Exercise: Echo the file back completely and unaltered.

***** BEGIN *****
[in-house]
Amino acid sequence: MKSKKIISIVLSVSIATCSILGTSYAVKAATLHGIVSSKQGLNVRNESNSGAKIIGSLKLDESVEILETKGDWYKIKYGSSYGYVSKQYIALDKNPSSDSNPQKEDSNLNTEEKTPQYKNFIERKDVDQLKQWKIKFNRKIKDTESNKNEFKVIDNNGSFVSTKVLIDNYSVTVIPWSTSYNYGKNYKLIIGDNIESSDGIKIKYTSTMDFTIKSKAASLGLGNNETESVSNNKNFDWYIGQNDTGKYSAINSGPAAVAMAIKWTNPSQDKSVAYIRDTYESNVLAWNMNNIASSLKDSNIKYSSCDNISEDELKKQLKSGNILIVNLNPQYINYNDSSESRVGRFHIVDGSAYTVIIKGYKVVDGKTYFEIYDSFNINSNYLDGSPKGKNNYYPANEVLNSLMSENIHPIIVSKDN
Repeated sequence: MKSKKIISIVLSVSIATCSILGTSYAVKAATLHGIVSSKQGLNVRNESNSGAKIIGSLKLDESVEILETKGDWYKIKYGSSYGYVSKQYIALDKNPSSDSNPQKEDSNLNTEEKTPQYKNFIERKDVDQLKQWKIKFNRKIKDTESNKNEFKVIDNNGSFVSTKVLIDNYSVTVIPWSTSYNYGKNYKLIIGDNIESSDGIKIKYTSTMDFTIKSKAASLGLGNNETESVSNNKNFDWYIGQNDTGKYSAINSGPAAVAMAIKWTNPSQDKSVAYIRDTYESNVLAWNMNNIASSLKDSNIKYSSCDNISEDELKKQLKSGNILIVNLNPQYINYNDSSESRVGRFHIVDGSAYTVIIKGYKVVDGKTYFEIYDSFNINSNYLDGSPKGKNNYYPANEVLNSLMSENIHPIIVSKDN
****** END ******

[in-house]
Amino acid sequence: MKSKKIISIVLSVSIATCSILGTSYAVKAATLHGIVSSKQGLNVRNESNSGAKIIGSLKLDESVEILETKGDWYKIKYGSSYGYVSKQYIALDKNPSSDSNPQKEDSNLNTEEKTPQYKNFIERKDVDQLKQWKIKFNRKIKDTESNKNEFKVIDNNGSFVSTKVLIDNYSVTVIPWSTSYNYGKNYKLIIGDNIESSDGIKIKYTSTMDFTIKSKAASLGLGNNETESVSNNKNFDWYIGQNDTGKYSAINSGPAAVAMAIKWTNPSQDKSVAYIRDTYESNVLAWNMNNIASSLKDSNIKYSSCDNISEDELKKQLKSGNILIVNLNPQYINYNDSSESRVGRFHIVDGSAYTVIIKGYKVVDGKTYFEIYDSFNINSNYLDGSPKGKNNYYPANEVLNSLMSENIHPIIVSKDN
Repeated sequence: MKSKKIISIVLSVSIATCSILGTSYAVKAATLHGIVSSKQGLNVRNESNSGAKIIGSLKLDESVEILETKGDWYKIKYGSSYGYVSKQYIALDKNPSSDSNPQKEDSNLNTEEKTPQYKNFIERKDVDQLKQWKIKFNRKIKDTESNKNEFKVIDNNGSFVSTKVLIDNYSVTVIPWSTSYNYGKNYKLIIGDNIESSDGIKIKYTSTMDFTIKSKAASLGLGNNETESVSNNKNFDWYIGQNDTGKYSAINSGPAAVAMAIKWTNPSQDKSVAYIRDTYESNVLAWNMNNIASSLKDSNIKYSSCDNISEDELKKQLKSGNILIVNLNPQYINYNDSSESRVGRFHIVDGSAYTVIIKGYKVVDGKTYFEIYDSFNINSNYLDGSPKGKNNYYPANEVLNSLMSENIHPIIVSKDN